Links and Comments: Zuckerman on religion and violence; Islamic intolerance

From today’s Los Angeles Times, an op-ed by Phil Zuckerman, Think religion makes society less violent? Think again.

This echoes his book of last year, Living the Secular Life, which I blogged about here. The point in this essay is relevant to current politics — again, how the right wing, especially the religious zealots like Huckabee and Fox host Bill O’Reilly, imply that mass shootings in America are the result of increasing secularism. The evidence is otherwise — but again, as discussed in my previous post, the right-wing adheres to ideology and actively ignores and resists evidence. Zuckerman:

If it were true that when belief in God weakens, societal well-being diminishes, then we should see abundant evidence for this. But we don’t. In fact, we find just the opposite: Those societies today that are the most religious — where faith in God is strong and religious participation is high — tend to have the highest violent crime rates, while those societies in which faith and church attendance are the weakest — the most secular societies — tend to have the lowest.

With examples about countries around the world, and states within the US, that show increased religiosity aligns with increased crime-rates and matters like child-abuse, and vice versa.

What about within the United States? According to the latest study from the Pew Research Center, the 10 states that report the highest levels of belief in God are Louisiana, Arkansas, Alabama, Mississippi, Georgia, South Carolina, North Carolina, Kentucky, Tennessee and Oklahoma (tied with Utah). The 10 states with the lowest levels of belief in God are Maine, Vermont, Connecticut, Rhode Island, New Hampshire, Massachusetts, New York, Alaska, Oregon and California. And as is the case in the rest of the world, when it comes to nearly all standard measures of societal health, including homicide rates, the least theistic states generally fare much better than the most theistic. Consider child-abuse fatality rates: Highly religious Mississippi’s is twice that of highly secular New Hampshire’s, and highly religious Kentucky’s is four times higher than highly secular Oregon’s.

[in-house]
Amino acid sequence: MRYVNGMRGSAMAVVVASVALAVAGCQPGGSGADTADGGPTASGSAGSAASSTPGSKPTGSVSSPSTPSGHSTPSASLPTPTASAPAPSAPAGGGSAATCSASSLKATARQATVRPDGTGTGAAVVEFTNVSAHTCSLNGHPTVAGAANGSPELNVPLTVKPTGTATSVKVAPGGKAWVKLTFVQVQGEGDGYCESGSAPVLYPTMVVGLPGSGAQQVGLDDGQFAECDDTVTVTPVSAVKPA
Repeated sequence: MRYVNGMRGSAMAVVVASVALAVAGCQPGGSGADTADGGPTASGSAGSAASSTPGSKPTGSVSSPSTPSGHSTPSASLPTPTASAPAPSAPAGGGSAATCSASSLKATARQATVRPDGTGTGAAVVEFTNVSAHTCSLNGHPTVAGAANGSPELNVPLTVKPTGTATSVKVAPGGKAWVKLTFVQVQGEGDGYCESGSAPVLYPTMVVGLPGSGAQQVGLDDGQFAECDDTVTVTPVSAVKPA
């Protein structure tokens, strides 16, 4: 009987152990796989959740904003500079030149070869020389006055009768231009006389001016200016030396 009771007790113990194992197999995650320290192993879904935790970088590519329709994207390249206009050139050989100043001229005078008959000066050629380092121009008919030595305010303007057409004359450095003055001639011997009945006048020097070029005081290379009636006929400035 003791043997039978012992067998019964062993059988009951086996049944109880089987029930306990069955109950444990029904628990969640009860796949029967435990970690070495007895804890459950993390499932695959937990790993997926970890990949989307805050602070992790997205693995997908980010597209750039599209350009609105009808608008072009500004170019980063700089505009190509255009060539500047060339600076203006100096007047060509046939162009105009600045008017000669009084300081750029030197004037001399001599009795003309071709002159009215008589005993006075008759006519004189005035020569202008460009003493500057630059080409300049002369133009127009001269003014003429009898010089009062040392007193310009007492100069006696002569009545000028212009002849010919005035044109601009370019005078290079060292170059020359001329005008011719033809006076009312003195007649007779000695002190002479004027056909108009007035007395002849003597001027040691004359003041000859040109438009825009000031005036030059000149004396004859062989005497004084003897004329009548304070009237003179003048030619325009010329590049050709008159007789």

Of course, you can debate correlation vs. causation. But which ever way it works, how can you conclude anything positive about religious belief..? Whether effect or cause, it’s a bad sign, one humanity will, hopefully, outgrow.


And in other news: New York Times: 2 Men Who Published Writings Critical of Extremism Are Stabbed in Bangladesh.

Religious (Islamic) extremists murdered two publishers for publishing work by a writer earlier murdered, all for accusing religious extremists of being intolerant religious extremists.

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